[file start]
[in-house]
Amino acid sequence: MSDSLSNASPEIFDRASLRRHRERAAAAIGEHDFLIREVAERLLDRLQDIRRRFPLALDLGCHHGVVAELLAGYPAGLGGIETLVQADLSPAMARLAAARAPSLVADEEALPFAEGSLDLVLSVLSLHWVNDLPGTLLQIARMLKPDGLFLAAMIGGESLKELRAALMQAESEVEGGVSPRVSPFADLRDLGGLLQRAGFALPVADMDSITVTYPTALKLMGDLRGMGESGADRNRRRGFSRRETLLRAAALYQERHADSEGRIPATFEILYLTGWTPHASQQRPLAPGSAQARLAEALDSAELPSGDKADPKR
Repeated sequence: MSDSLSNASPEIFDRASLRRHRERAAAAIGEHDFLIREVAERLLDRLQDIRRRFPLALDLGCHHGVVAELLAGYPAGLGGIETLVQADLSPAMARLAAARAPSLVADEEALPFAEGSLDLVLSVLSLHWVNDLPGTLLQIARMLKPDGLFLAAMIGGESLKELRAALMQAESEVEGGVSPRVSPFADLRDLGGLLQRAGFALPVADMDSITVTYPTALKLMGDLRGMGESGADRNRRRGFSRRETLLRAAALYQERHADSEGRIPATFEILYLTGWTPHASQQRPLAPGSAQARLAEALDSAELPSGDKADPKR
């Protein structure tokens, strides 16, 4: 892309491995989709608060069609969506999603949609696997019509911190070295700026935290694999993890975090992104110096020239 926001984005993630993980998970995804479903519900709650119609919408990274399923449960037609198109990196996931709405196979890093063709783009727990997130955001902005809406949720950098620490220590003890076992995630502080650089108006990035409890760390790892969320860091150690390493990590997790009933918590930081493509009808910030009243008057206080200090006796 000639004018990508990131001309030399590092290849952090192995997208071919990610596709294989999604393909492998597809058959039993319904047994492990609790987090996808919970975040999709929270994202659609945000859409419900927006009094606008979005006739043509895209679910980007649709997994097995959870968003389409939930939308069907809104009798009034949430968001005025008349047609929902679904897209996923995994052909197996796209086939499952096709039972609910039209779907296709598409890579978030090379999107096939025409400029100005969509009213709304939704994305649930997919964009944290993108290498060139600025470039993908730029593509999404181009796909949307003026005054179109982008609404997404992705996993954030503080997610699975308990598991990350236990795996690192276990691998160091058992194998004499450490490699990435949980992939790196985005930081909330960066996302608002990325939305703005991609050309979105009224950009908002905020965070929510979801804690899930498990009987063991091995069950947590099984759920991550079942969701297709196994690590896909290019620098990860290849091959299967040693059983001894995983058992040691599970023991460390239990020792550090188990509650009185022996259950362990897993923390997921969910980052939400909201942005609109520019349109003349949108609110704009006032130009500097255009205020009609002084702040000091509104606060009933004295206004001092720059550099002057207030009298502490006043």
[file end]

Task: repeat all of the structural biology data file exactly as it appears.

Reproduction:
[in-house]
Amino acid sequence: MSDSLSNASPEIFDRASLRRHRERAAAAIGEHDFLIREVAERLLDRLQDIRRRFPLALDLGCHHGVVAELLAGYPAGLGGIETLVQADLSPAMARLAAARAPSLVADEEALPFAEGSLDLVLSVLSLHWVNDLPGTLLQIARMLKPDGLFLAAMIGGESLKELRAALMQAESEVEGGVSPRVSPFADLRDLGGLLQRAGFALPVADMDSITVTYPTALKLMGDLRGMGESGADRNRRRGFSRRETLLRAAALYQERHADSEGRIPATFEILYLTGWTPHASQQRPLAPGSAQARLAEALDSAELPSGDKADPKR
Repeated sequence: MSDSLSNASPEIFDRASLRRHRERAAAAIGEHDFLIREVAERLLDRLQDIRRRFPLALDLGCHHGVVAELLAGYPAGLGGIETLVQADLSPAMARLAAARAPSLVADEEALPFAEGSLDLVLSVLSLHWVNDLPGTLLQIARMLKPDGLFLAAMIGGESLKELRAALMQAESEVEGGVSPRVSPFADLRDLGGLLQRAGFALPVADMDSITVTYPTALKLMGDLRGMGESGADRNRRRGFSRRETLLRAAALYQERHADSEGRIPATFEILYLTGWTPHASQQRPLAPGSAQARLAEALDSAELPSGDKADPKR
């Protein structure tokens, strides 16, 4: 892309491995989709608060069609969506999603949609696997019509911190070295700026935290694999993890975090992104110096020239 926001984005993630993980998970995804479903519900709650119609919408990274399923449960037609198109990196996931709405196979890093063709783009727990997130955001902005809406949720950098620490220590003890076992995630502080650089108006990035409890760390790892969320860091150690390493990590997790009933918590930081493509009808910030009243008057206080200090006796 000639004018990508990131001309030399590092290849952090192995997208071919990610596709294989999604393909492998597809058959039993319904047994492990609790987090996808919970975040999709929270994202659609945000859409419900927006009094606008979005006739043509895209679910980007649709997994097995959870968003389409939930939308069907809104009798009034949430968001005025008349047609929902679904897209996923995994052909197996796209086939499952096709039972609910039209779907296709598409890579978030090379999107096939025409400029100005969509009213709304939704994305649930997919964009944290993108290498060139600025470039993908730029593509999404181009796909949307003026005054179109982008609404997404992705996993954030503080997610699975308990598991990350236990795996690192276990691998160091058992194998004499450490490699990435949980992939790196985005930081909330960066996302608002990325939305703005991609050309979105009224950009908002905020965070929510979801804690899930498990009987063991091995069950947590099984759920991550079942969701297709196994690590896909290019620098990860290849091959299967040693059983001894995983058992040691599970023991460390239990020792550090188990509650009185022996259950362990897993923390997921969910980052939400909201942005609109520019349109003349949108609110704009006032130009500097255009205020009609002084702040000091509104606060009933004295206004001092720059550099002057207030009298502490006043």